Data continues his work in Engineering, still slightly unnerved by his dream. However, things get even stranger when Geordi hands him a probe to analyze, and the probe looks identical to the knife from Data's nightmare! Data turns to tell Geordi about this fact -- but sees a small mouth open and close on Geordi's neck. Data backs away, and enters the "anteroom" of Engineering, which is unusually empty. Data hears the ringing again and turns to try to locate it, but cannot. Suddenly, Riker appears, still with a straw protruding from his head, and tells Data to answer it. Data opens his own chest, revealing a telephone. He picks up the receiver, only to hear Freud's voice saying "Kill zem. You must kill zem all before it's too late." Suddenly, Geordi taps him on the shoulder --

-- and Data turns to find Geordi looking concerned, and sees that he is still holding the probe as if it were a telephone.

Data goes to Troi, now very concerned, all the more so because he's ruled out any technological origin for the experience. Troi muses that Data seems to be becoming almost obsessive about himself, nearly neurotic. This fact, ironically, cheers Data up. Troi suggests a regular counseling session for a while, and urges Data to turn off the dream program for the time being.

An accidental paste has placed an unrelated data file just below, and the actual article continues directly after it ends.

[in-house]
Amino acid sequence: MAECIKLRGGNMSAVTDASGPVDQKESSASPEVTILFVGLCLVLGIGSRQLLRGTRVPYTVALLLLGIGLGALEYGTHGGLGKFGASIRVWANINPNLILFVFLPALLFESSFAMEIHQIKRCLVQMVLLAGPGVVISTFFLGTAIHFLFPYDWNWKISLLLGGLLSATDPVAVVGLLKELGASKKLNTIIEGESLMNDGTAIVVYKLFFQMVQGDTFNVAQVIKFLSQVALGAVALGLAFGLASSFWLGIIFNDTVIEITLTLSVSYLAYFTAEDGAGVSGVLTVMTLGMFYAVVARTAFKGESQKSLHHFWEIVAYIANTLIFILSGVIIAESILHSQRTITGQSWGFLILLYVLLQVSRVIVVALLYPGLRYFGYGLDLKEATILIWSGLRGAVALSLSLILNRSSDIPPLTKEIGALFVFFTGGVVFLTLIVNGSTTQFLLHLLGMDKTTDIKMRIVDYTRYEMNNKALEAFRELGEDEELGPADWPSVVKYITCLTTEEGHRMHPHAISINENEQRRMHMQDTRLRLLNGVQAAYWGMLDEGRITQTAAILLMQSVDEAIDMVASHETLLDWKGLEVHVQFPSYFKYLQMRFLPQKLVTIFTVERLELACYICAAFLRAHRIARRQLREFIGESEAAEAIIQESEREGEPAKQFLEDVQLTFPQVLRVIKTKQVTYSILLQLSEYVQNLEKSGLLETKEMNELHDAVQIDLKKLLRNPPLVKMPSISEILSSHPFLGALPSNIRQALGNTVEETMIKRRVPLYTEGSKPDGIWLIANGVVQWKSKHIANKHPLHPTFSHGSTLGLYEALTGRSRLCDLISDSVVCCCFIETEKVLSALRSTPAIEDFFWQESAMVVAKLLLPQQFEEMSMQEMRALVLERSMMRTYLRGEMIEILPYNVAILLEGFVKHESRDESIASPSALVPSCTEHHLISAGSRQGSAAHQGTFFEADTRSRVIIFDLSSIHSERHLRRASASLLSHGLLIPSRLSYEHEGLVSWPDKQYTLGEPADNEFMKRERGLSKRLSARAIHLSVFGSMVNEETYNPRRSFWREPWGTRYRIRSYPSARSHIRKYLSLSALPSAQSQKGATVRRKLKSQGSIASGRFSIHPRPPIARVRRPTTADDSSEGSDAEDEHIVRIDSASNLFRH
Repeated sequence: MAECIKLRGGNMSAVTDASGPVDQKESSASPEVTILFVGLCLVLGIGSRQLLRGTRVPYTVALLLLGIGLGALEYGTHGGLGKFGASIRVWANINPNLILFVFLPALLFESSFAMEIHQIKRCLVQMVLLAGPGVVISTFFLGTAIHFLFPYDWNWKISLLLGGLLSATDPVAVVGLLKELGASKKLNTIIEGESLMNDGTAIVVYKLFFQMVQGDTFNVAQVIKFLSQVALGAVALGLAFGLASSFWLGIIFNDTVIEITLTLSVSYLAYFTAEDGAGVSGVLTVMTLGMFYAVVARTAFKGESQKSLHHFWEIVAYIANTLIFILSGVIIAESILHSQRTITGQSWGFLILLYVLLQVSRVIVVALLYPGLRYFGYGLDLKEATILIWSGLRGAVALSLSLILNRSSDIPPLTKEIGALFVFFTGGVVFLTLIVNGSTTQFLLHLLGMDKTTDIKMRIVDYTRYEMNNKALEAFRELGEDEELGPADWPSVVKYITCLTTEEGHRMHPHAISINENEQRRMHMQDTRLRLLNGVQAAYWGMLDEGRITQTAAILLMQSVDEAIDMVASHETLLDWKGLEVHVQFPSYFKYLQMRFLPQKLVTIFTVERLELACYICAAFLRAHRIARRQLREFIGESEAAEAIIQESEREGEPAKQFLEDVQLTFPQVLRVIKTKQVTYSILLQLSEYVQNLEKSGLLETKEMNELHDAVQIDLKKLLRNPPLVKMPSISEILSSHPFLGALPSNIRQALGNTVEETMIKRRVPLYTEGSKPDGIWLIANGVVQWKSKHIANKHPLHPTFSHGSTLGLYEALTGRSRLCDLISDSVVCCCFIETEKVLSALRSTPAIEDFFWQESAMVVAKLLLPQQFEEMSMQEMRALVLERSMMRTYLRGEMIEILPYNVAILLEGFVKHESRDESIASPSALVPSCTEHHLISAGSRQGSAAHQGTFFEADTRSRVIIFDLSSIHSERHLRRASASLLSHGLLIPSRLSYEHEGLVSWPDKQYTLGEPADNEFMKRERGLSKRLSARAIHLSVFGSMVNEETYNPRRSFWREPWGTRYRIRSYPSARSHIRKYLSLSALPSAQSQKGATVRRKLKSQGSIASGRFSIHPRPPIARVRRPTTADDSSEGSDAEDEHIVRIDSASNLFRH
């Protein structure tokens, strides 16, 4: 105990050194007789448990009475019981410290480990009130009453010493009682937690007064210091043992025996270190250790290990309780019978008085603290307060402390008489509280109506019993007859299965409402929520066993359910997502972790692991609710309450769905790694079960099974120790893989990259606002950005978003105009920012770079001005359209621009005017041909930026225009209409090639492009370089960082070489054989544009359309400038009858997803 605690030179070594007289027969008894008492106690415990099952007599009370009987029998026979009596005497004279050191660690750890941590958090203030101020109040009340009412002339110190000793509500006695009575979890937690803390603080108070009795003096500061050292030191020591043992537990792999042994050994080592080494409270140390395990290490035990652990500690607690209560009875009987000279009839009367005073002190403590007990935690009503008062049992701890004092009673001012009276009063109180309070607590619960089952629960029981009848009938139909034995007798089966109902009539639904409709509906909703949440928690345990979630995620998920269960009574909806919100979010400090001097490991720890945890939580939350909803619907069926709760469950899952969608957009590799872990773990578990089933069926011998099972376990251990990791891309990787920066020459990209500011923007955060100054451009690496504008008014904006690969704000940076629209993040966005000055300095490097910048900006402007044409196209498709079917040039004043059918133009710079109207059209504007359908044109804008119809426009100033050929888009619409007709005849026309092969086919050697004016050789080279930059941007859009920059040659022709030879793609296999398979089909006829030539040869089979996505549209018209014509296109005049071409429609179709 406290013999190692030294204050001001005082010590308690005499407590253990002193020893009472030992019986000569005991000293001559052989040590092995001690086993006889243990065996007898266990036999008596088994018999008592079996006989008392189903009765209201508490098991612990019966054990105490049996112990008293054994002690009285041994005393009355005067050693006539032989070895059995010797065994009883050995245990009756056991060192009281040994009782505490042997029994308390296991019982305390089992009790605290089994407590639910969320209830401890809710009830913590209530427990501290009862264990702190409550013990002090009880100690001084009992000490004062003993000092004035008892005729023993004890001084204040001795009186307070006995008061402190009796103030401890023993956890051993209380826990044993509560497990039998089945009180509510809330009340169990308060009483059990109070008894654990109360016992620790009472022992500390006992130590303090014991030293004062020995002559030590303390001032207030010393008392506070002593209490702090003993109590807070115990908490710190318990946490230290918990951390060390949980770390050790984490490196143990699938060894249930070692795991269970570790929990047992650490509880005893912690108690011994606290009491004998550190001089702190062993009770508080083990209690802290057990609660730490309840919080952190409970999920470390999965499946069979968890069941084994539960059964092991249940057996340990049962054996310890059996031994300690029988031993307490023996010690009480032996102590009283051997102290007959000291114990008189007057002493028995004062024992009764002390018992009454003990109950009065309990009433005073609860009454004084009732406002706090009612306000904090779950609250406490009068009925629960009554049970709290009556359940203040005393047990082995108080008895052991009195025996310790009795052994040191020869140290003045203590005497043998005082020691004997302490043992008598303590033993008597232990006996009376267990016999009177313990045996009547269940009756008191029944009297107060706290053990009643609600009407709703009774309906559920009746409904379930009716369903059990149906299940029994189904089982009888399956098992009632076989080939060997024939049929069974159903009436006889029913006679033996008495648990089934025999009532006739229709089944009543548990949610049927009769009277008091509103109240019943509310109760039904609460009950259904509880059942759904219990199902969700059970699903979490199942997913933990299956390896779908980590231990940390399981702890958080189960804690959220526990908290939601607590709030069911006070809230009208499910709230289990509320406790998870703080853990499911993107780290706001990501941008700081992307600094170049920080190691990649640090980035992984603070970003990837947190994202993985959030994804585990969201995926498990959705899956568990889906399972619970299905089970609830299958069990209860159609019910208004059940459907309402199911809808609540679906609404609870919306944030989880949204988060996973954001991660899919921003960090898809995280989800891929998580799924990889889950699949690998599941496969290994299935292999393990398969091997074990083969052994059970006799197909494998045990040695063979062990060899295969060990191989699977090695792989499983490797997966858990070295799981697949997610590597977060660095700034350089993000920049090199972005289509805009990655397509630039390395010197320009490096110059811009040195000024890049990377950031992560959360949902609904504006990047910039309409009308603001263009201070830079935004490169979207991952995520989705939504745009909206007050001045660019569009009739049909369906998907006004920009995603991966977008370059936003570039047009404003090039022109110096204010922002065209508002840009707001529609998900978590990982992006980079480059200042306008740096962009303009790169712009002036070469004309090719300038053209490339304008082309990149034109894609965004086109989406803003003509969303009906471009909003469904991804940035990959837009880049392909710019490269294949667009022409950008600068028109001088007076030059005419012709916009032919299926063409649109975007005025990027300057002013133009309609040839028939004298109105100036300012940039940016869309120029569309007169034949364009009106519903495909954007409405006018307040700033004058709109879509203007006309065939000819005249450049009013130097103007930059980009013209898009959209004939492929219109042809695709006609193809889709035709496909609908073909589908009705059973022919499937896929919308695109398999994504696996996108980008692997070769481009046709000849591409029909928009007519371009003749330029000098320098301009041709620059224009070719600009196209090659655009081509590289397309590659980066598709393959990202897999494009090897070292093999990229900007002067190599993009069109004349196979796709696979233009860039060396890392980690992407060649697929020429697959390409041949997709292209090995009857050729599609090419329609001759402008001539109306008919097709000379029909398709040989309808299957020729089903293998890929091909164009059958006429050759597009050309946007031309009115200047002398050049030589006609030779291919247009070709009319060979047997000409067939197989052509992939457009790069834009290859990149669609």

Picard speaks again to Admiral Nakamura, making excuses for their lateness. Nakamura is not pleased, and a disgruntled Picard goes down to Engineering to "help" with the repairs. Eventually, he is led away to let Geordi and Data do their jobs, but when Geordi turns to Data in relief, he finds that Data is gone -- and so is the probe. Troi, some distance away, feels a premonition, but sees nothing to encourage such worry. She enters a turbolift, but at the last second Data joins her, stabbing her repeatedly in the shoulder with the probe. Riker and Worf come upon them only moments later and subdue Data, calling for a medical team to help Troi.